Become a California Fire Follower!

In 2020, California experienced the largest fire season in recorded history. Fire is as much a natural part of California as earthquakes, and can be as destructive: buildings leveled, lives lost, places dramatically changed. But fire is also a necessary part of nature, often awakening sleeping seeds and providing a light blanket of ash to nurture fresh growth. Plants dependent on fire are an important part of California's natural diversity we call “pyrodiversity.”

The Fire Followers project seeks to record the response of plants in areas burned in the 2020 historic fire season. With your help, we can compare plants seen before and after fires, increase understanding of pyrodiversity, and provide crucial information on species of concern to aid in recovery and conservation efforts. Plants are often faulted for wildfire and targeted for removal. This project will increase our understanding of the reciprocal relationship between plants and fire. In addition to the scientific value that Fire Followers offers as a community science project, it empowers individuals of all backgrounds, especially those historically excluded from conservation and outdoor spaces, to engage with the community, science and their local environments.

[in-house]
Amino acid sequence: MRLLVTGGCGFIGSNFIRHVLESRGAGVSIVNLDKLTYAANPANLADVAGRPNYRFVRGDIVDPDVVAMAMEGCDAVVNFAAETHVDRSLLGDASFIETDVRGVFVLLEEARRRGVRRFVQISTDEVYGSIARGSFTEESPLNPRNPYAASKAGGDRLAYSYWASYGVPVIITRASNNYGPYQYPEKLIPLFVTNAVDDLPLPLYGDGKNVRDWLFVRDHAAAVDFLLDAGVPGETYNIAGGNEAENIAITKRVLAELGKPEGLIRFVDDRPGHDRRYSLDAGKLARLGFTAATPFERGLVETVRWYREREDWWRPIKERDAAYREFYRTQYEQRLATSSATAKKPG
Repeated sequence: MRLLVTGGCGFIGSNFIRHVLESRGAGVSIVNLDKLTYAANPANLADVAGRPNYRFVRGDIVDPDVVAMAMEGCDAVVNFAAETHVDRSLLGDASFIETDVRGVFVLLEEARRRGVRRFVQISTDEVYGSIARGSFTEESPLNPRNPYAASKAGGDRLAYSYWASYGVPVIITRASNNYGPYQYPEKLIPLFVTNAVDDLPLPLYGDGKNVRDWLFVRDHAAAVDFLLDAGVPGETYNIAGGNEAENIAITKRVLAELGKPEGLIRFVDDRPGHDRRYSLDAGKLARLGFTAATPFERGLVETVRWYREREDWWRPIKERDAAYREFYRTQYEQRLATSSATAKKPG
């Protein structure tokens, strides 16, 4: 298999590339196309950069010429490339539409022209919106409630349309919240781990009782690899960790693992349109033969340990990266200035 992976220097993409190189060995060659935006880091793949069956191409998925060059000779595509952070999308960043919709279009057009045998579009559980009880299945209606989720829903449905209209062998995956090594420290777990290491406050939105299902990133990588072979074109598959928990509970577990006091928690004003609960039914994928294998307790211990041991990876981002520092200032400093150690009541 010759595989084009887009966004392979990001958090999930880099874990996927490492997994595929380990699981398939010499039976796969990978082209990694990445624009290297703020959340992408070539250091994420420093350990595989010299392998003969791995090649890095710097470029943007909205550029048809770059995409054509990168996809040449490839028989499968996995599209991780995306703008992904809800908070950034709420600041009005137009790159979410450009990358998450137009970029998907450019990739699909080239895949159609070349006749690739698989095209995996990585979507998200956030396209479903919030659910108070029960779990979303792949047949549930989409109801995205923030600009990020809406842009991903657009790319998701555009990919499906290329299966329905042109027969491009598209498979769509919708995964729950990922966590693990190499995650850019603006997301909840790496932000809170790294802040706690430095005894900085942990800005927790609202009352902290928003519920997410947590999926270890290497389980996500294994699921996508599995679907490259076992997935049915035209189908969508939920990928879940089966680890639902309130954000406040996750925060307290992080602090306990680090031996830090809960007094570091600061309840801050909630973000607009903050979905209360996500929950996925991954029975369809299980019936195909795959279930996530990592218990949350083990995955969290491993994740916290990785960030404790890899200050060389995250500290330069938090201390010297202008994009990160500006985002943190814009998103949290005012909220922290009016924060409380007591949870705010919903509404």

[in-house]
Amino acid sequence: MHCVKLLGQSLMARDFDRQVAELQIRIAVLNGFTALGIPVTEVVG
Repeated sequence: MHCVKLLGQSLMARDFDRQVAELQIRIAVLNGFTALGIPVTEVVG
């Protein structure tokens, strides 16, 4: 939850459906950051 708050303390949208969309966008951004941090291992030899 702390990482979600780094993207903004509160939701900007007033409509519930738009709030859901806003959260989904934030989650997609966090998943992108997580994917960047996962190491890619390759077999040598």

We are excited to announce that the CA Fire Followers Project is ready for you to help add and identify observations! Check out our website https://www.cnps.org/fire-followers for more about the project and other ways to get involved. Everyone who joins and trusts the project before March 14 will be entered in our raffle for a chance to win CNPS and Fire Follower merch!

About our Project
As I am writing this, we have nearly 5,000 plant observations of 859 species and 437 identifiers making over 8,150 identifications! You’re tagged in this post because you are among some of the top observers and/or identifiers, and we hope that you are willing to take part in documenting and observing the incredible pyrodiversity in California. If you live near a burned area that is safely accessible to the public, feel free to venture out on your own or follow our website here to find out about more ways to get involved. Also, feel free to share this project with your networks and community! All of your observations made within our burned area boundaries throughout California will be aggregated in our California Fire Followers Project here on iNaturalist. The 28 largest burned area boundaries, along with one “Single Fires” (composed of 61 locations) are in the California Fire Followers umbrella project.

We created a draft guide of fire-following flowers here--we’ll want your help in editing it!

Can’t wait to see all your contributions!

@charlescrussell
@dlevitis
@wildmare64
@aigner
@graysquirrel
@ekoberle
@arboretum_amy
@sapienshane
@jlboone2
@lilithohlson
@eliaselias
@tiwane
@garth_harwood
@davidjpyoung
@geodani
@justinaceae
@jrebman
@kahill
@yunnyaro
@leslie_flint
@gbentall
@bbufo
@valeryyie
@connectacopia
@kaiacolestock
@annasu
@thrasherbird
@dkoops22